If you are the owner of a few acres of land or of a large farm, you will find a tractor an invaluable aid to have. It is a rugged implement and extremely versatile if you choose the correct attachments. It is, however, not an easy vehicle to handle; you need to be reasonably strong and be aware of the safety requirements that go with operating a tractor. If you heed the following tips as a tractor buyer, you can eliminate many problems.
First of all, you need to decide what you will be using the tractor for. Will it be for mowing fields only, or do you need it to dig holes and ditches too? Choose a four wheel drive model; it has better grip on a slippery surface and the engine will not labour because the wheels do not have sufficient grip. Choose a tractor that is a bit bigger and stronger than you need; the extra power is bound to come in handy if you have to use it for something else one day.
Like with all vehicles and machinery, it makes sense for buyers to go a well-known name. They are well-known precisely because their products have proven themselves over a long period; they have the best after sales service and parts will be easy to obtain later on. The company is not likely to go bust overnight and leave you high and dry concerning service and parts.
Should you choose new or used? An older tractor, if well-maintained, could work as well as a new one. Even one with a thousand or more work hours on the clock can still give you years of good service. Make sure parts are still available for older tractors or you might be stuck if it breaks. Should you go for petrol or diesel engines? Both have their advantages and disadvantages; diesel tractors initially cost more, but they are lighter on fuel and need less maintenance than petrol versions. They do have problems starting in the extreme cold. Evaluate your needs and make sure the tractor will fulfil them.
Plan ahead about what extra implements you will be using with your tractor. Most attachments require one or more of the following to operate: a hydraulic system, power take-off or three-point hitch. It might be worth your while investing in a tractor which has all three of these. Make sure the implements you have in mind are matched to the size, capacity and power source of the tractor in order to be compatible.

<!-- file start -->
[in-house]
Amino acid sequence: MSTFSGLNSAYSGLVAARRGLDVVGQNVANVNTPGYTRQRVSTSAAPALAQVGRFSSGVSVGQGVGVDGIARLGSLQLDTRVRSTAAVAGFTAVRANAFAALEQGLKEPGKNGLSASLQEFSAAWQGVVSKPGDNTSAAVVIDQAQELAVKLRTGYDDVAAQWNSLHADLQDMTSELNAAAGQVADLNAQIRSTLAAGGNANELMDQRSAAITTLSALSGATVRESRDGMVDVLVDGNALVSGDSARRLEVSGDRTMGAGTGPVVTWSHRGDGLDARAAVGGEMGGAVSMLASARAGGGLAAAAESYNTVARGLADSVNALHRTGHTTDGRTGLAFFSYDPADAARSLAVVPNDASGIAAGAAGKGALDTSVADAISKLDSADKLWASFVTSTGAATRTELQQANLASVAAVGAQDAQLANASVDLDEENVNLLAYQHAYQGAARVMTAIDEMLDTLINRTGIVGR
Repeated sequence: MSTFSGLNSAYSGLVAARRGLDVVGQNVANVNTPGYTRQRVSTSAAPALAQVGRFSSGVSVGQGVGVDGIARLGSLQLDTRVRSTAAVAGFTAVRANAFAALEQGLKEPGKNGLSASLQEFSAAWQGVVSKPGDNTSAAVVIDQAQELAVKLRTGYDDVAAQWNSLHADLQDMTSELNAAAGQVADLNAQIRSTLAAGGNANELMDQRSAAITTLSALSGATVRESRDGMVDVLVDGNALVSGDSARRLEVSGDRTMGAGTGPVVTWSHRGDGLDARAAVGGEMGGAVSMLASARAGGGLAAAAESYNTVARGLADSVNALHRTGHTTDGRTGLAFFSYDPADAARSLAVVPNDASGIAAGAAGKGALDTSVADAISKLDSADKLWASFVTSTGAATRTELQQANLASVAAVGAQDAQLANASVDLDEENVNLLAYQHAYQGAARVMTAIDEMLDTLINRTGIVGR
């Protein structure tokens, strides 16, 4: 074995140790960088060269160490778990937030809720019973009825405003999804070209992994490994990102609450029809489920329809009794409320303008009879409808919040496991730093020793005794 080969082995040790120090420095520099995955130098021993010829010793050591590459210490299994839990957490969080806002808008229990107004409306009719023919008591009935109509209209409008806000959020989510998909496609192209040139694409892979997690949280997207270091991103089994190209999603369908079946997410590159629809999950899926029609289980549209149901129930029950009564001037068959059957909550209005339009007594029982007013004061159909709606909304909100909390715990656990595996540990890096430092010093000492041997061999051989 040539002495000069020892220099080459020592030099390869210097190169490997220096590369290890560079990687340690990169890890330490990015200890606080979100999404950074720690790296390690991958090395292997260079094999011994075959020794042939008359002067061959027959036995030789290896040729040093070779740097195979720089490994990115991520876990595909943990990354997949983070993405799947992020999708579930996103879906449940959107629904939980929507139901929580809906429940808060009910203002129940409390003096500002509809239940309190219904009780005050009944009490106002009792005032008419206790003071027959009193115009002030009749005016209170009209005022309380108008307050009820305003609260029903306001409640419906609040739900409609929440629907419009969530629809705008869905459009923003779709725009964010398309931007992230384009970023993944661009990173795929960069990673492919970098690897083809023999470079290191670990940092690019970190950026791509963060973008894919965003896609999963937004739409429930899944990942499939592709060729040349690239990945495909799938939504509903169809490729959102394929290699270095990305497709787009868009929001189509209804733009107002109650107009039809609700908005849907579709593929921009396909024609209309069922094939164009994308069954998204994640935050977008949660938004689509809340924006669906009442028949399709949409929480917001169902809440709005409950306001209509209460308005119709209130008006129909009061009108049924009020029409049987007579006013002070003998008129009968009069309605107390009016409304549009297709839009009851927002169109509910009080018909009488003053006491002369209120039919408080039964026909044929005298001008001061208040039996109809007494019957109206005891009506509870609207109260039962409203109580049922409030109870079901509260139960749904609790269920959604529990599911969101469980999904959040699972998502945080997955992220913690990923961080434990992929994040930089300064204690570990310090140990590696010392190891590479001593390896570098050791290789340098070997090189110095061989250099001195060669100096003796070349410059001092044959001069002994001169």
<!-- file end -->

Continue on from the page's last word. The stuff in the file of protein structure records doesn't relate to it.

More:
When checking the condition of a second hand tractor, consider matters such as oil leaks, missing parts, dents or rusty and dull paint. This might mean the tractor was not well maintained or stored in a shed. The wear on the cab and the tyres should correlate to the hours on the clock; if the foot pedals are much worn but the hours are low, there is some discrepancy and you should watch out.
Remember that you will preferably have to maintain the tractor yourself. Transporting the tractor to a workshop, even for regular maintenance, can be expensive and time-consuming. Some companies send out technicians to overhaul or service tractors, but this could be an expensive operation for you. Fundamental maintenance includes regularly lubricating all fittings and moving parts, checking and topping up the oil and other fluids and checking filters. Have a specific service schedule, every 100 hours or so; keep a careful record of this on a service card or calendar.
If you are not at ease with a tractor or have never driven one, take a training course in the handling and maintenance of a tractor. When purchasing a second hand tractor, take an experienced person with you who knows what to look out for.
For information on insurance and assistance in case of a breakdown of your tractor, you can consult www.roadsideassistance.co.uk.